A Court Case in Oakland Could Radically Affect Public Art Across the U.S.

Cities across the country have laws requiring that government or private developers set aside a percentage of construction costs for public art. There are more than 400 such “Percent for Art” programs nationwide, according to the organization Americans for the Arts. But in a court case with broad implications for other public art programs, a building trade group is now charging that Oakland’s new Percent for Art law, which took effect this year, is unconstitutional because it burdens private developers with the cost.

  • Claes Oldenburg’s Clothespin (1976) was created through Philadelphia's Percent for Art program, the oldest in the U.S. Photo: John Vosburgh via Flickr

    Claes Oldenburg’s Clothespin (1976) was created through Philadelphia's Percent for Art program, the oldest in the U.S. Photo: John Vosburgh via Flickr

Under Oakland’s ordinance, the lawsuit says, the city won’t issue them a building permit unless they either devote up to 1% of construction costs to public art on their property or contribute to the city’s public art fund. The Building Industry Association of the Bay Area, which filed the lawsuit in California’s federal court on July 23, says that requiring private developers to fund public art is the kind of “taking” of property without compensation that is forbidden by the Fifth Amendment. The suit also alleges that because art is expression, requiring developers to install or finance public art is forcing them to engage in government-sponsored speech, which is forbidden by the First Amendment. “The government can’t force you to engage in artistic expression,” says the association’s lawyer, Anthony François of the Pacific Legal Foundation.


The trade group’s argument is based on a U.S. Supreme Court case, Koontz vs. St. Johns River Water Management District, decided in 2013. In the case, the court restricted the government’s ability to exact money from developers before issuing a building permit, determining that in order to be constitutional there had to be a connection between the impact of a development and what the money would be used for. “The question is, can [Oakland] show commercial development causes an impact that requires it to be mitigated through art?” says Paul Beard, who won the Koontz case while working at the Pacific Legal Foundation and is now at Alston & Bird. “It’s dangerous to ask public art to be a band-aid,” says Jack Becker, founder and executive director of Forecast Public Art in St. Paul, Minnesota, which consults with municipalities to develop plans for public art.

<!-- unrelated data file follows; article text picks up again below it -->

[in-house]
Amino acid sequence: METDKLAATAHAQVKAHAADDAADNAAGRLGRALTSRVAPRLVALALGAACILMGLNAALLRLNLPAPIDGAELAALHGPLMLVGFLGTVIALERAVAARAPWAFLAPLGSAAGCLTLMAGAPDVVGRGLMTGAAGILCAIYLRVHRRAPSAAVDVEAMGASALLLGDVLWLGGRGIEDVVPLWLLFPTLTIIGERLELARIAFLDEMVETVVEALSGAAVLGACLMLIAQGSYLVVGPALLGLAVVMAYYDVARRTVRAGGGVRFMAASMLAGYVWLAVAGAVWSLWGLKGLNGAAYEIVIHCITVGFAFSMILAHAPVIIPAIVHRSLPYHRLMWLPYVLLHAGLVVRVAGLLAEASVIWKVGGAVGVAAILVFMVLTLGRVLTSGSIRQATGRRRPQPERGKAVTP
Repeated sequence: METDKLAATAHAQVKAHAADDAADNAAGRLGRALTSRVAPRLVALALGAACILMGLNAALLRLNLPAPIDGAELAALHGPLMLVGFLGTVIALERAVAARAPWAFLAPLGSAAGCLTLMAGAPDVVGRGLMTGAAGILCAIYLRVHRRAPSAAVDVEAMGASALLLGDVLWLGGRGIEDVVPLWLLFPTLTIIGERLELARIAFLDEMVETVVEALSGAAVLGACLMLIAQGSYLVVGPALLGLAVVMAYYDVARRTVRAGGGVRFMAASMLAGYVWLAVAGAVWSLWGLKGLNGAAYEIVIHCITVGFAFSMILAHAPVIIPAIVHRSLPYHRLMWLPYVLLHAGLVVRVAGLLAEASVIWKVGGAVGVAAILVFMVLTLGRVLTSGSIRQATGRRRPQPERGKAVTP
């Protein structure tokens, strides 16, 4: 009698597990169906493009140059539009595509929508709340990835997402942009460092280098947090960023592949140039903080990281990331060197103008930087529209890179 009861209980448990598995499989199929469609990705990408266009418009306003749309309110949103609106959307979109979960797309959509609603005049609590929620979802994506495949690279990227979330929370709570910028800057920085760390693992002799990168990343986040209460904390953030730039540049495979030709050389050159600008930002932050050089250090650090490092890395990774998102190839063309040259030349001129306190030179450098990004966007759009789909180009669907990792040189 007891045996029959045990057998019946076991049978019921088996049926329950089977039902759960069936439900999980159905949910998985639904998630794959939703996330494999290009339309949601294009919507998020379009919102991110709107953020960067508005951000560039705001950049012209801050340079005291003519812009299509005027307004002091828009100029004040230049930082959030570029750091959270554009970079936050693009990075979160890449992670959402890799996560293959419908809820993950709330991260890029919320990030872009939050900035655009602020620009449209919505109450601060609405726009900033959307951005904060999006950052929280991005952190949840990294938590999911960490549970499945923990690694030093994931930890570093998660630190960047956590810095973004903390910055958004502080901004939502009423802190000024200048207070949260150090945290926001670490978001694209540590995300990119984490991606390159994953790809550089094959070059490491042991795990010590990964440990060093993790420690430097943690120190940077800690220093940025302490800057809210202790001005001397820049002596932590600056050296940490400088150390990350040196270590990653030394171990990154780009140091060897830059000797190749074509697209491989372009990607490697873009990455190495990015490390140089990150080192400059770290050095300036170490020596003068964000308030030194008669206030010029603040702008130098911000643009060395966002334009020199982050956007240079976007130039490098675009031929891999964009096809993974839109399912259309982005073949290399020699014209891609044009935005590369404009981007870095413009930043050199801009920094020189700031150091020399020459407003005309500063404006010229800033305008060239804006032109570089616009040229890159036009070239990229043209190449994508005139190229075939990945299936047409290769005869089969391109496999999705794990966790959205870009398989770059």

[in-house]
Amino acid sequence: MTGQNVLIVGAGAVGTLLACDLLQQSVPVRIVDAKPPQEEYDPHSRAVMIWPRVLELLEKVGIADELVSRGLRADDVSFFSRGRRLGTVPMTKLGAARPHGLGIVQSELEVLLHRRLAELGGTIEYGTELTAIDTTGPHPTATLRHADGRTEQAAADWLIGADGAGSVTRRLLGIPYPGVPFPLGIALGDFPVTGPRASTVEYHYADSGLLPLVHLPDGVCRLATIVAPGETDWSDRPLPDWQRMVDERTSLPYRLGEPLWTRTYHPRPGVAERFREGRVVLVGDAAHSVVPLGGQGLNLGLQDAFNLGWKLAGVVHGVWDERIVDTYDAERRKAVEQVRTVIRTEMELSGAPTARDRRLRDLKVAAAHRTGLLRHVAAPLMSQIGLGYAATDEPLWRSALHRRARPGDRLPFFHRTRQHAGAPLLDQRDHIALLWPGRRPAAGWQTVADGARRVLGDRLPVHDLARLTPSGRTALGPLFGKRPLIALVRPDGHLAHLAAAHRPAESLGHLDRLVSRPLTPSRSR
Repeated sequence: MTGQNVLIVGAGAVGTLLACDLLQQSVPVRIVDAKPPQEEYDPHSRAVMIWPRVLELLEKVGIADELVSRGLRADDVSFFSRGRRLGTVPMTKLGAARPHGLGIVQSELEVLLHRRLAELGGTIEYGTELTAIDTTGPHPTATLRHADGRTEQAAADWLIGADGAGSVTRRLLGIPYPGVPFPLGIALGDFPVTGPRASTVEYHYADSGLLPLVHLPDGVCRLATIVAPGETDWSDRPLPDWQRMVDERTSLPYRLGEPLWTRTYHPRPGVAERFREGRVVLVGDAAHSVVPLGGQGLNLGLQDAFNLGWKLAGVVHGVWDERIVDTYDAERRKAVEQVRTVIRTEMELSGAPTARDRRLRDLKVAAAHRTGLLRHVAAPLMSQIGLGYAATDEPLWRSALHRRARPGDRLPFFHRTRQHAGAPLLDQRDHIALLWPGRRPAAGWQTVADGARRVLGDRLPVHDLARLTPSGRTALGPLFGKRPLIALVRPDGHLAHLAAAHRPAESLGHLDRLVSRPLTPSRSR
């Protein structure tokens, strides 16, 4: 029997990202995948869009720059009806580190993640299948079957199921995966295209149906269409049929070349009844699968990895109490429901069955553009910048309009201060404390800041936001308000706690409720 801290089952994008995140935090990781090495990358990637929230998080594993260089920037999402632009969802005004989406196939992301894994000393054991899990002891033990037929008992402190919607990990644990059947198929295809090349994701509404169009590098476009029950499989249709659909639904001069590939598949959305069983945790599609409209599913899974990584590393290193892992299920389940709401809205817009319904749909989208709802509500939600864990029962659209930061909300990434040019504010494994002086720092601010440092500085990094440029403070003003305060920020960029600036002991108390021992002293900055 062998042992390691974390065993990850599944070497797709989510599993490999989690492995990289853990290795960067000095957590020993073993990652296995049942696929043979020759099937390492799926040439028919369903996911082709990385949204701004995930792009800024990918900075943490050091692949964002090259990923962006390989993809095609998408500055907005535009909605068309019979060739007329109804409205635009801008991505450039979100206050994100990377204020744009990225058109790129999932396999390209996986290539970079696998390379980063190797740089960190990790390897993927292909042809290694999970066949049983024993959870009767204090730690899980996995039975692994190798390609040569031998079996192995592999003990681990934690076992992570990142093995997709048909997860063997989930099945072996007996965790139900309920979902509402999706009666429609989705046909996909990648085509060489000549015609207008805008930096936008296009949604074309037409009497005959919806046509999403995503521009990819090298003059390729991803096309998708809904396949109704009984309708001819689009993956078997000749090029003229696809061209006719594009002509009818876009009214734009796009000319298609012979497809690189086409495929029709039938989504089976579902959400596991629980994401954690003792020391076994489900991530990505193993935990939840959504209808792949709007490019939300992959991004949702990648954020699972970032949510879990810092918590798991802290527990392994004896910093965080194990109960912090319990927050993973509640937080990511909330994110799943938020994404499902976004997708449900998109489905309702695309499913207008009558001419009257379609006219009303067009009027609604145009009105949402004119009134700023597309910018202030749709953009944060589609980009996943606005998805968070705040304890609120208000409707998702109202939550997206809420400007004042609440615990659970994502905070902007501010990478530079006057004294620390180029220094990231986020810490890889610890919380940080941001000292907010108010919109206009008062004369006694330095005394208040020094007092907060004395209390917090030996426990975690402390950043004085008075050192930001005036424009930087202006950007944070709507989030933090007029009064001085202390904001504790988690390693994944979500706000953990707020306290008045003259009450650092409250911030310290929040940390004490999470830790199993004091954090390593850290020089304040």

The case could have an impact well beyond Oakland because its law “is not terribly different” from Percent for Art laws in other municipalities.


From Oakland’s point of view, this isn’t a constitutional issue at all. “The city’s not requiring a specific message, and if they don’t want to put up art they can make a donation,” says Oakland senior deputy city attorney Arlene Rosen. “Municipalities are authorized to regulate land use,” she says, and the California Supreme Court, in a 1996 case (Ehrlich v. City of Culver City), said that “aesthetic conditions [a city imposes on developers] have long been held to be valid.” Is there, then, a conflict between the U.S. Supreme Court and California’s highest court? “It’s so early in the case, I don’t know what’s going to happen,” Rosen says. “I think they’re on pretty shaky ground, but we’ll have to see what the court says.” The case could have an impact well beyond Oakland because its law “is not terribly different” from Percent for Art laws in other municipalities, says François. Beard agrees: “There’s no question that more lawsuits will be filed.”

The overwhelming majority of Percent for Art programs are limited to public building projects financed with public funds, says Becker. New York City, for example, has commissioned nearly 400 artworks by renowned artists for schools (including one by Vito Acconci), police precincts (Alice Aycock), courthouses (Cai Guo-Qiang), and other public buildings since the city’s Percent for Art law was enacted in 1982, says a spokesman for the city’s Department of Cultural Affairs. The Oakland suit won’t affect these programs because they’re financed with public funds.



“Private developers are a critical funding stream [for public art], especially where there’s growth and a lot of development.”



But Percent for Art programs in other important art centers could be vulnerable. The majority of public art in Philadelphia—which has the oldest Percent for Art law, enacted in 1959—is funded by commercial developers, including Claes Oldenburg’s Clothespin (1976), says Julia Guerrero, Philadelphia’s Percent for Art director. And in San Francisco substantial funding comes from private developers, according to Jill Manton, director of the city’s Public Art Trust. For non-residential projects with 1,500-3,000 square feet of outdoor space accessible to the public, San Francisco’s law requires a minimum of $500,000 put aside for art on the site and a whopping $750,000 for those with 3,000 square feet or more. The city’s downtown is now dotted with art by the likes of Anish Kapoor and Ugo Rondinone.


“Private developers are a critical funding stream [for public art], especially where there’s growth and a lot of development,” says Becker. But laws making their participation mandatory can also backfire because of the added cost, he warns: “Percent for Art might scare developers off when cities are begging them to come in.” Beard points to a larger issue of arts funding. “The question is not whether public art should exist but who should be paying for it. Taxpayers, including developers, should fund it. The Constitution is designed to prevent selecting one group to bear the cost.”


—Laura Gilbert